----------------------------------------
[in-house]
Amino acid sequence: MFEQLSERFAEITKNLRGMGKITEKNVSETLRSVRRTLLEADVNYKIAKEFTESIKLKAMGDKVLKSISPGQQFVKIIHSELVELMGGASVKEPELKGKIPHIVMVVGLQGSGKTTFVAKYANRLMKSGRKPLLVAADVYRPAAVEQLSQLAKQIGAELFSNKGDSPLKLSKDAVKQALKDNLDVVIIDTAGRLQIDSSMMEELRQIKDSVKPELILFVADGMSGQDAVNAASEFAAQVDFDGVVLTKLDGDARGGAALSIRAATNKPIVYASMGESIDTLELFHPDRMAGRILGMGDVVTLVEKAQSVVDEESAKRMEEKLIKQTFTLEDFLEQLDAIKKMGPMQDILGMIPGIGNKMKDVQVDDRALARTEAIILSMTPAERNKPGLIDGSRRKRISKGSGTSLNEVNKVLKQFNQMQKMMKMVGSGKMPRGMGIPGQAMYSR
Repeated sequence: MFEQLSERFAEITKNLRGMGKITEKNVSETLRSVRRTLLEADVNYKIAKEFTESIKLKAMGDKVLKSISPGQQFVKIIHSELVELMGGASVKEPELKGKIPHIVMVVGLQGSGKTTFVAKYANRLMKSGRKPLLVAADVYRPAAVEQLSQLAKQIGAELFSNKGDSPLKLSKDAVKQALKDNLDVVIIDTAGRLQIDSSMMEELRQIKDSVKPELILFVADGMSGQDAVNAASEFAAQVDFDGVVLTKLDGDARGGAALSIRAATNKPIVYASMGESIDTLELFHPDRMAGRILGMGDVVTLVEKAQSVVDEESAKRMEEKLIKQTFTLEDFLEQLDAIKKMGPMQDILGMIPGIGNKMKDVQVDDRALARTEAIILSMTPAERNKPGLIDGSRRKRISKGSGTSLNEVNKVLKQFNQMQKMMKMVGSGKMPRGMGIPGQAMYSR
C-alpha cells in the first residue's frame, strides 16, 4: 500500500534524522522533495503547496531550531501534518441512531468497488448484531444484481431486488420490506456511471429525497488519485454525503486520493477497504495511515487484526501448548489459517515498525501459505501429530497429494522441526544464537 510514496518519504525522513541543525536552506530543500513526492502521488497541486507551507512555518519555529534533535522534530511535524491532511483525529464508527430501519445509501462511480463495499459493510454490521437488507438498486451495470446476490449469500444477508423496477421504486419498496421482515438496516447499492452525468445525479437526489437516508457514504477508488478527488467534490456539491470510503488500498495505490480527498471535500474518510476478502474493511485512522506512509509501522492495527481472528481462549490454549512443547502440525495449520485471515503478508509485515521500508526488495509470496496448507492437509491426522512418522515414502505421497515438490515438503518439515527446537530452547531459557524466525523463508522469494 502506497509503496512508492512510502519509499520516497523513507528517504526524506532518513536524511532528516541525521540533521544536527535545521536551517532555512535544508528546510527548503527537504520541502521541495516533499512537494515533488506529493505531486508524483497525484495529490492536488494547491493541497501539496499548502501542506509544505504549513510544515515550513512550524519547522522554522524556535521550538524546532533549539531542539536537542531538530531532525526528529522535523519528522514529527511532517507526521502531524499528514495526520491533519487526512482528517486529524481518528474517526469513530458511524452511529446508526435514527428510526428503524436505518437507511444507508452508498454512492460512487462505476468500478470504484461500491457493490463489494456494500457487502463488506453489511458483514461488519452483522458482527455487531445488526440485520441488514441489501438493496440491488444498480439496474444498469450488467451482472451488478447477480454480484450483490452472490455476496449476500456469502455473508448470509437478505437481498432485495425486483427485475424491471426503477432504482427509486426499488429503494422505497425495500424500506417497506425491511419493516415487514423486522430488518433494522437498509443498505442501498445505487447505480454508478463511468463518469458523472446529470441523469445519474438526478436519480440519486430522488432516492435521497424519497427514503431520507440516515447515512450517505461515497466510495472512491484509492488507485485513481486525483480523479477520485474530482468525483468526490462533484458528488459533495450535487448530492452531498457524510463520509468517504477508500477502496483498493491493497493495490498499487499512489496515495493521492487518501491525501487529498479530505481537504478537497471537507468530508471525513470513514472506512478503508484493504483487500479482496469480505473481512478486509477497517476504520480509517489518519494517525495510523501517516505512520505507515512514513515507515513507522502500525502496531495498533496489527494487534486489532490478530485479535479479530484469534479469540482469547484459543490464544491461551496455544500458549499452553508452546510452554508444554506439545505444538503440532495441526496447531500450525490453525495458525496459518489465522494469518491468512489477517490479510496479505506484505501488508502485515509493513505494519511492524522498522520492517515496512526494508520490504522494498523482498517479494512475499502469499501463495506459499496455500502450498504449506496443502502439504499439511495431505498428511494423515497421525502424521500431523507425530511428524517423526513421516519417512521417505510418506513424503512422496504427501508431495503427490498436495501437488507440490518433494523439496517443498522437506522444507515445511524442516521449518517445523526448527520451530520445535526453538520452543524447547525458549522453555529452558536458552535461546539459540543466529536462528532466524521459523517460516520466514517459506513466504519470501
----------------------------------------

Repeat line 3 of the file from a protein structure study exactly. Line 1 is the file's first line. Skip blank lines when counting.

Repeated sequence: MFEQLSERFAEITKNLRGMGKITEKNVSETLRSVRRTLLEADVNYKIAKEFTESIKLKAMGDKVLKSISPGQQFVKIIHSELVELMGGASVKEPELKGKIPHIVMVVGLQGSGKTTFVAKYANRLMKSGRKPLLVAADVYRPAAVEQLSQLAKQIGAELFSNKGDSPLKLSKDAVKQALKDNLDVVIIDTAGRLQIDSSMMEELRQIKDSVKPELILFVADGMSGQDAVNAASEFAAQVDFDGVVLTKLDGDARGGAALSIRAATNKPIVYASMGESIDTLELFHPDRMAGRILGMGDVVTLVEKAQSVVDEESAKRMEEKLIKQTFTLEDFLEQLDAIKKMGPMQDILGMIPGIGNKMKDVQVDDRALARTEAIILSMTPAERNKPGLIDGSRRKRISKGSGTSLNEVNKVLKQFNQMQKMMKMVGSGKMPRGMGIPGQAMYSR